By Wayne Crews
This is Part 17 of a series taking a walk through some sections of Ten Thousand Commandments: An Annual Snapshot of the Federal Regulatory State (2014 Edition)
I tend to think bureaucratic regulation often creates tremendous harm, so it’s interesting when those who disagree decide to hold off on regulation when it suits them.
Politics play a role in delaying regulations sometimes, and 2012 appeared to be an extreme case with the delay of many big, expensive rules ahead of the election. For example, a Washington Post headline proclaimed, “White House Delayed Enacting Rules Ahead of 2012 Election To Avoid Controversy.” A former White House official detailed the “mother-may-I” environment that prevailed at the time, “As we entered the run-up to the election, the word went out the White House was not anxious to review new rules.”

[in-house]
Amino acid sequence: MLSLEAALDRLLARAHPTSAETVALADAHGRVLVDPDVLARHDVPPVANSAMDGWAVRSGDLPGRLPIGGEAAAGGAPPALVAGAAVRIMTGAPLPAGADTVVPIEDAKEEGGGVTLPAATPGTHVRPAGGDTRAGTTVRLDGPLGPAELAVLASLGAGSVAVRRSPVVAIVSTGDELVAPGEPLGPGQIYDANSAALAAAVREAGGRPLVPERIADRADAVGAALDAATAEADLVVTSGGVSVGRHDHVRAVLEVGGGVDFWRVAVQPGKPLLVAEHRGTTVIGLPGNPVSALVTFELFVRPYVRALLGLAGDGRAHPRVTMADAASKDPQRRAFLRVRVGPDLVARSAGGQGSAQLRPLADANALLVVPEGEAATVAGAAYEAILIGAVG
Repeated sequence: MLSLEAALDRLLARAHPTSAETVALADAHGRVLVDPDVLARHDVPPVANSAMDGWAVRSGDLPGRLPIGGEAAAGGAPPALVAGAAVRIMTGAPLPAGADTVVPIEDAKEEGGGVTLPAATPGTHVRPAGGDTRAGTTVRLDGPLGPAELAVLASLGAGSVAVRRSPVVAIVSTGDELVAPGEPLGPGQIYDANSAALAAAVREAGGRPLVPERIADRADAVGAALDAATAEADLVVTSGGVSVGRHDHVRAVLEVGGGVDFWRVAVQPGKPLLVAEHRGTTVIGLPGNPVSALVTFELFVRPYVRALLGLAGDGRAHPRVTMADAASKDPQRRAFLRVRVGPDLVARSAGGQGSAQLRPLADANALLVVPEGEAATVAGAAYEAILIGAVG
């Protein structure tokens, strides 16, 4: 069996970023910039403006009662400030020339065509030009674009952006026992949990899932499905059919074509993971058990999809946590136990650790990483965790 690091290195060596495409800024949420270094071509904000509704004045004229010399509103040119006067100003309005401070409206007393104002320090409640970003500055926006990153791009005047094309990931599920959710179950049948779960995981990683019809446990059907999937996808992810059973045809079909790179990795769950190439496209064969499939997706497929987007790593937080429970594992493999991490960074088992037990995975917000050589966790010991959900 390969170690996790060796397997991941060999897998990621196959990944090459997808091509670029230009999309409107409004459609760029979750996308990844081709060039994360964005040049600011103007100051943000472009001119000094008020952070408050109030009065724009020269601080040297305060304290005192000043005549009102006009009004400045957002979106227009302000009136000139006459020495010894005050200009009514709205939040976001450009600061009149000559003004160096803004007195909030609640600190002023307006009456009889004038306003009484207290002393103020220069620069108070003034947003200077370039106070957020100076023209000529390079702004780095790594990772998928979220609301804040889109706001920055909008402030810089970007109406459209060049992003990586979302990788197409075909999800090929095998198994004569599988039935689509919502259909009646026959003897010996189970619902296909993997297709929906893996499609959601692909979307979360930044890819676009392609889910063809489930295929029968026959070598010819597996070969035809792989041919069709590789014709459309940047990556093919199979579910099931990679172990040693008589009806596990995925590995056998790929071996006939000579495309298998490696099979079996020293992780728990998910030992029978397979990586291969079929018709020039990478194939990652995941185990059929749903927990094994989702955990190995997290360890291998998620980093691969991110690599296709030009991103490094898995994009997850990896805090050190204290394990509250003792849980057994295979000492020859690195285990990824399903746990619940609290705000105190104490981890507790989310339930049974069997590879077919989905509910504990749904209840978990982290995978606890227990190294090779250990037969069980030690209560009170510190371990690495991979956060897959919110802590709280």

The Washington Post summed up the matter as follows:
The number and scope of delays under Obama went well beyond those of his predecessors, who helped shape rules but did not have the same formalized controls, said current and former officials who spoke on the condition of anonymity because of the sensitivity of the topic.
A December 2013 report by the Administrative Conference of the United States on the growing length of time it took the Office of Management and Budget to review regulations reinforced the the Post’s conclusion, and other headlines did too: